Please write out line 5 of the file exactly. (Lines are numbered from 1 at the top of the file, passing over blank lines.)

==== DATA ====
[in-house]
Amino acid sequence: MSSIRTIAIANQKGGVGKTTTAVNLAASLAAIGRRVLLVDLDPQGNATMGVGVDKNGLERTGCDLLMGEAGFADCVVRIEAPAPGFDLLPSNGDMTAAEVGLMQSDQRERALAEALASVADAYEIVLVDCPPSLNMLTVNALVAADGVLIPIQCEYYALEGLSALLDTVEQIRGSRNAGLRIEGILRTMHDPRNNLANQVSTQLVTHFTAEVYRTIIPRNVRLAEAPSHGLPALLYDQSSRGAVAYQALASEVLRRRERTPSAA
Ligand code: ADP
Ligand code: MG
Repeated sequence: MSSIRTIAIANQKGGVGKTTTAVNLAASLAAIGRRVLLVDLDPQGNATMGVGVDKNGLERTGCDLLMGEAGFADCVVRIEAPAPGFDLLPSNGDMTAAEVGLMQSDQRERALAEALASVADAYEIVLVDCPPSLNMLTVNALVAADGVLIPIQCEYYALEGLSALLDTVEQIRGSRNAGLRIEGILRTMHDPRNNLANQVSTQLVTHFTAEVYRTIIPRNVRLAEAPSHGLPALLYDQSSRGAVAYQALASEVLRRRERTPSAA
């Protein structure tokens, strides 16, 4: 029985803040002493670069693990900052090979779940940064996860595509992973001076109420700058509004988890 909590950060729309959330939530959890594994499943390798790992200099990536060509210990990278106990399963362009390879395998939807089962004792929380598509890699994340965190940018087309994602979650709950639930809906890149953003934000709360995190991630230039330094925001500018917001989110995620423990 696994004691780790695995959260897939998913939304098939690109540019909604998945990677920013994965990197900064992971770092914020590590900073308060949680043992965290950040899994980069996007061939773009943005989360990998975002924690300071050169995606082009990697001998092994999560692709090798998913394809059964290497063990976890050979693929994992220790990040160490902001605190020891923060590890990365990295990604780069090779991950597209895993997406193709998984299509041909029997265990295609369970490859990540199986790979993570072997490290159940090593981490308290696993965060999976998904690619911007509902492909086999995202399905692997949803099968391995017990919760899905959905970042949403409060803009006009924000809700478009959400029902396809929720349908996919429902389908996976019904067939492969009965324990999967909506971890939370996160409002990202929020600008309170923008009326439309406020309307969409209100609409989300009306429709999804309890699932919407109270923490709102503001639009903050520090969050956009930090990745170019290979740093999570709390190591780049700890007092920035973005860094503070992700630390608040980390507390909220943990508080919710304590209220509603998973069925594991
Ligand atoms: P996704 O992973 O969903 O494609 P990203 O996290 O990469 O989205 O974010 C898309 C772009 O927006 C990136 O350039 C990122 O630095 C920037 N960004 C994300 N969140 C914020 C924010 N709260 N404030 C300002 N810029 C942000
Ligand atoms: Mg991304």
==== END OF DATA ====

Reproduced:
Repeated sequence: MSSIRTIAIANQKGGVGKTTTAVNLAASLAAIGRRVLLVDLDPQGNATMGVGVDKNGLERTGCDLLMGEAGFADCVVRIEAPAPGFDLLPSNGDMTAAEVGLMQSDQRERALAEALASVADAYEIVLVDCPPSLNMLTVNALVAADGVLIPIQCEYYALEGLSALLDTVEQIRGSRNAGLRIEGILRTMHDPRNNLANQVSTQLVTHFTAEVYRTIIPRNVRLAEAPSHGLPALLYDQSSRGAVAYQALASEVLRRRERTPSAA